Click detector


#1

Anybody knows any useful literature on click detectors? This is not JUCE specific but I’m sure many of you have gone through the same problem. I’m also new to the DSP module that was recently introduced so I wonder if there is something related there.

The problem: I’m trying to figure out if some audio loops that I’m playing are click-free or need a fade in/out.

I’ve found this one by googling quickly: http://gwc.sourceforge.net/gwc_science/node6.html
Sounds quite reasonable. Any suggestions for the “sensitivity” value?


#2

Maybe you simply want detect zero crossing?


#3

Thanks, that sounds like the simpler approach, yes. Do you think it is consistent? Did it work on cymbals for you? Any advice for the epsilon?
abs(buffer[0]-buffer[endOfLoop])<epsilon


#4

The equation you posted has not so much to do with zero crossing detection, I assume you want to find out if the last sample of your loop buffer is near the first one to avoid big jumps, right? It might be possible that you’ll find such a case but it’s luck and relatively unlikely.
Zero detection means that you should modify your buffer in such a way that it always starts and ends with a sample with the value zero. You do that by scanning the start and end of your buffer for the first / last time your sample values change from positive to negative or the other way round.

Now you could try just setting all samples before and after that point hard to zero or apply a gain ramp over a few samples at the beginning and the end of the buffer. Give it a try, maybe it is that simple.

By the way, I just had a quick look at the link from your first post. Seems like the topic there is spotting clicks in recorded material that were caused by bad cables, microphones or something like that rather than smoothing out artificial clicking caused by cuts that are not located at a zero crossing point.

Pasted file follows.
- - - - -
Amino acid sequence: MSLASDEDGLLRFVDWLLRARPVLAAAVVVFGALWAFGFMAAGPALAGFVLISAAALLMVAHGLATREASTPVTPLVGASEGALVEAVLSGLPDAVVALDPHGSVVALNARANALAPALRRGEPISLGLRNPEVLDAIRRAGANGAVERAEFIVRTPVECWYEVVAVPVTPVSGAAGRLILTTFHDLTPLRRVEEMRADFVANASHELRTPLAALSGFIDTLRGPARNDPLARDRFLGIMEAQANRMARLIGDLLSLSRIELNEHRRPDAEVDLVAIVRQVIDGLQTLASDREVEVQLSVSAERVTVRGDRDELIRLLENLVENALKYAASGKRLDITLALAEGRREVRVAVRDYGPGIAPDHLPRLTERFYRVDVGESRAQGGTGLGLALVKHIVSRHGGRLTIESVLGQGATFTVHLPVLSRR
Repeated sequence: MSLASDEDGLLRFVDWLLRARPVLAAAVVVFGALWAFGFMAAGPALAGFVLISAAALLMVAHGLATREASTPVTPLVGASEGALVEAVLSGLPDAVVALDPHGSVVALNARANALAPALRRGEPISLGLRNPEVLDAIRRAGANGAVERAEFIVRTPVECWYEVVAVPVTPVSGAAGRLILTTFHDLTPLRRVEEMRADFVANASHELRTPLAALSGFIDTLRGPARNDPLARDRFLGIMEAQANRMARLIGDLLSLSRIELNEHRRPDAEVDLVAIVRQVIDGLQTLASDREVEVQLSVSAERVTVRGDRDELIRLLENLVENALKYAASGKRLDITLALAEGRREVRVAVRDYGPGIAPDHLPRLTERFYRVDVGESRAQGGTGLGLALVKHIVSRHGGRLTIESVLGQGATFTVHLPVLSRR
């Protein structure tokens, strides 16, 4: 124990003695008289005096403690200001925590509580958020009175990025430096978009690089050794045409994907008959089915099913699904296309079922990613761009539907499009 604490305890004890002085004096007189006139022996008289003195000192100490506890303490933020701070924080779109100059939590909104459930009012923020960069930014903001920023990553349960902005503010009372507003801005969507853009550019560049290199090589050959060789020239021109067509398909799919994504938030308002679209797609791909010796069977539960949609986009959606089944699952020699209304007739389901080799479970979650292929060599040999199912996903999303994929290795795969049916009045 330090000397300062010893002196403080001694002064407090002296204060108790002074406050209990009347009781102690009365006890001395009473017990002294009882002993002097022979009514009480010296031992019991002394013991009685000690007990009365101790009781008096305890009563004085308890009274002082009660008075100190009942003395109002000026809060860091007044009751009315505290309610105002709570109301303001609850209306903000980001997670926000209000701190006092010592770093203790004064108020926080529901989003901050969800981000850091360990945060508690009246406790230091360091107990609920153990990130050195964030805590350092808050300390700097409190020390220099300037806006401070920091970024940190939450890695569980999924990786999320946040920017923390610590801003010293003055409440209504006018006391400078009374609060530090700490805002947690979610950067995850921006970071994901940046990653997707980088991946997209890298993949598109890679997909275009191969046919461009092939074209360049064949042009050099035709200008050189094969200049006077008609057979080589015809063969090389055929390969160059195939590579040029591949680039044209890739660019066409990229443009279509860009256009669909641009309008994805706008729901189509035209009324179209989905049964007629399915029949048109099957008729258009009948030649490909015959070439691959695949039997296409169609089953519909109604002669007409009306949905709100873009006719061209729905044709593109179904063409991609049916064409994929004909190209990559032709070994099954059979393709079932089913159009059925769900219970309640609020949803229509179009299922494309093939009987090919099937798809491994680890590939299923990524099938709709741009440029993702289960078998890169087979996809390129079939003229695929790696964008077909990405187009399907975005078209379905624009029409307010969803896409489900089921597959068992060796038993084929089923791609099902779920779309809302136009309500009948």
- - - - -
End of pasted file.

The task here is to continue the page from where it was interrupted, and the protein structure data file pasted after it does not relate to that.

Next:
#5

Thanks for your comment and for giving more info about zero crossing. I was thinking more in terms in continuity which would be at 0 when the sample starts.

This is what I was trying to avoid (fade ins and outs or ramps) to avoid changing in any way loops that are already well recorded… It won’t be perceptible most of the times if it is a ramp of a few samples but I wonder if there are extreme cases where this would be an issue (eg. little changes in the attack of a note can have a big perceptive effect).


#6

I think you are assuming much more change to the audio material than what will actually really happen to it. Just think of how many zero crossings there actually are in one single note. I‘m not 100% sure but I think I remember e.g. Pro Tools doing such a manipulation any time audio material is cut in a track. Never hat the impression of any audible degradation of the audio even if aplying tightly timed cuts. Have you given it a try and really heard any degradation of your material?


#7

Interesting. Yes I have tried with some drum loops and if I play a ramp less than 20ms long, there isn’t a big change of course but I wonder if anybody has studied in depth this subject. I’m dealing with live loops with beats which have sometimes negative swing (the first note might start at the end of the loop) so I’m afraid applying ramps in-between could degrade the quality of the sound for example for “clean” kicks and sub basses where zerocrossings don’t happen so often.
ProTools was coded at a time where computing power was more limited so I’m asking myself if it can be done better. Actually many modern synths still introduce sometimes-annoying clicks in their bass sounds (e.g. Spire just recently introduced a “click removal” option).